While base power for the Sunsation 36 is twin MerCruiser 502 engines—each rated at 430 hp—and the boat reportedly tops 80 mph with that package, the most popular power setup for the boat to date has been twin 525EFI engines from Mercury Racing. With that package producing a combined 1,050 hp, the boat reportedly runs more than 90 mph. According to Wayne, the 36-footer is remarkably stable at top speed.
“It just sits there,” he says. “My daughter could drive it.”
Such high-speed stability will be a essential for the buyer who recently ordered a 36 with twin Mercury Racing 700SCi engines.
“That will probably be a 110-mile-per-hour boat,” predicts Schaldenbrand.
But at least as impressive as the Sunsation 36’s speed, according to Schaldenbrand, is its handling.
“It’s nimble,” he says. “It doesn’t feel anything like the F-4, which is such a big boat. It feels like a sports car with quick acceleration—it planes off immediately when you nail the throttle. The acceleration just rocks.”
During its first test with a Mercury Racing representative at the helm, conditions included 4- to 6-foot seas. That’s tall stuff for a 36-footer, but the new model reportedly had no problem handling it. At least part of the credit has to go to the strong construction for which Sunsation has earned its reputation. So confident in the quality of their products are the people at Sunsation, every model comes with a plaque at the helm station that includes the mobile phone number of Wayne Schaldenbrand.
Options for the Sunsation 36
At it does with its 28- and 32-footesr, Sunsation offers three basic packages for its new 36. Of course, as a semi-custom builder Sunsation provides some flexibility within those packages.
“The ‘S’ package is our Sport model, which comes with a no-frills poker run cabin and manual bolsters in the cockpit,” says Wayne. “It ends up being about 500 pounds lighter, so we can raise the X-dimension, and that usually makes it about 1 mile-per-hour faster.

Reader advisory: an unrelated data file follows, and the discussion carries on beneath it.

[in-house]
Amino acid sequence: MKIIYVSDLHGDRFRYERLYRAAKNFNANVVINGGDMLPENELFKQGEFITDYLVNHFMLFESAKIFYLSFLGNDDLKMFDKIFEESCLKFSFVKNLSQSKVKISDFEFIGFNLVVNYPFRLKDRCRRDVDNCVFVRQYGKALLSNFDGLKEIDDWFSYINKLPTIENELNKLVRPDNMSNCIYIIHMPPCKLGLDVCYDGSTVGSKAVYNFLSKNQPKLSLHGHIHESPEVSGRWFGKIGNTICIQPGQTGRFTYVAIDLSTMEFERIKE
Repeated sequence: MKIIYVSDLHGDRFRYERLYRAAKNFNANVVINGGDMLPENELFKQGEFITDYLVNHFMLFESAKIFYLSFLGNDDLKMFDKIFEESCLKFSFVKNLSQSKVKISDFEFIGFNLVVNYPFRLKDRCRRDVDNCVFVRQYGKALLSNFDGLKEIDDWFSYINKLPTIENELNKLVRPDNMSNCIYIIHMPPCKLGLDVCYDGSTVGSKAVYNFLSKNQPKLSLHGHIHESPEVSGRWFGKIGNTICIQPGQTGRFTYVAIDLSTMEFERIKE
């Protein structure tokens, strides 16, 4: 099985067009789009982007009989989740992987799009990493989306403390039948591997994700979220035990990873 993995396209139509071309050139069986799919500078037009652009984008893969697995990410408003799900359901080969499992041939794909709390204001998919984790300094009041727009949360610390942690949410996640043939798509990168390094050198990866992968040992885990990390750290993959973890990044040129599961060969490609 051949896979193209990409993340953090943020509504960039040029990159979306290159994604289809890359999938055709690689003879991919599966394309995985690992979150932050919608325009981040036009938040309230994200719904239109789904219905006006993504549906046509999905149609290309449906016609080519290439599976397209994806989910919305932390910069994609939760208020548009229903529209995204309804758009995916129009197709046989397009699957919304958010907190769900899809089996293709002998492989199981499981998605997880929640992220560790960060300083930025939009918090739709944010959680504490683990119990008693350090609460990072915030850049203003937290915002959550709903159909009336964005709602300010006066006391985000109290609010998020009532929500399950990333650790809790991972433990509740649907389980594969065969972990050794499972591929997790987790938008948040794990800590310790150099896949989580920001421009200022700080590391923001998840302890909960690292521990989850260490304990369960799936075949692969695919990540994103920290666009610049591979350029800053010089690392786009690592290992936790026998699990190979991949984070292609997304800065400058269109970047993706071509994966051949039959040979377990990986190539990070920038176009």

“In our SS package, you get more of a cabin with a sink and a wet bar, what we call ‘half paint’ for the accents and power McLeod bolsters in the cockpit,” he continues. “The next step up from that is the SSR package, which has full paint and extra touches like color-matched bezels for the gauges, McLeod power bolsters and curtains for the cabin windows.”
However, more than half of the Sunsation 36 models sold to date have been ordered with the builder’s XRT package. That makes perfect sense given that the 36-footer is a true performance boat. The XRT package includes performance-style features such as fiberglass “quarter-canopy” farings with acrylic wind deflectors for the driver and co-pilot and a striking aircraft-style helm station.
Depending on the package and power options, prices for the Sunsation 36 range from $237,000 to $431,000.
Though Wayne and his brothers are delighted—and more than a little relieved—by consumer reaction to the 36-footer, they are far from done with building their product line. Wayne says he plans on bringing back Tres Martin to help him “dial in” the hulls for the 28- and 32-footers, and that down the road they could add another new model.
“During our discussions that led to the 36, we talked about doing a 38,” he told me. “We decided that the 36 was the better call for now, but there’s still a place for a full-size 38 in our line. So we’re probably not even done.”
Bi-weekly columnist Matt Trulio is the editor at large for Powerboat magazine. He has written for the magazine since 1994. Trulio’s daily blog can be found on speedonthewater.com, a site he created and maintains, which is the high-performance arm of the BoaterMouth group.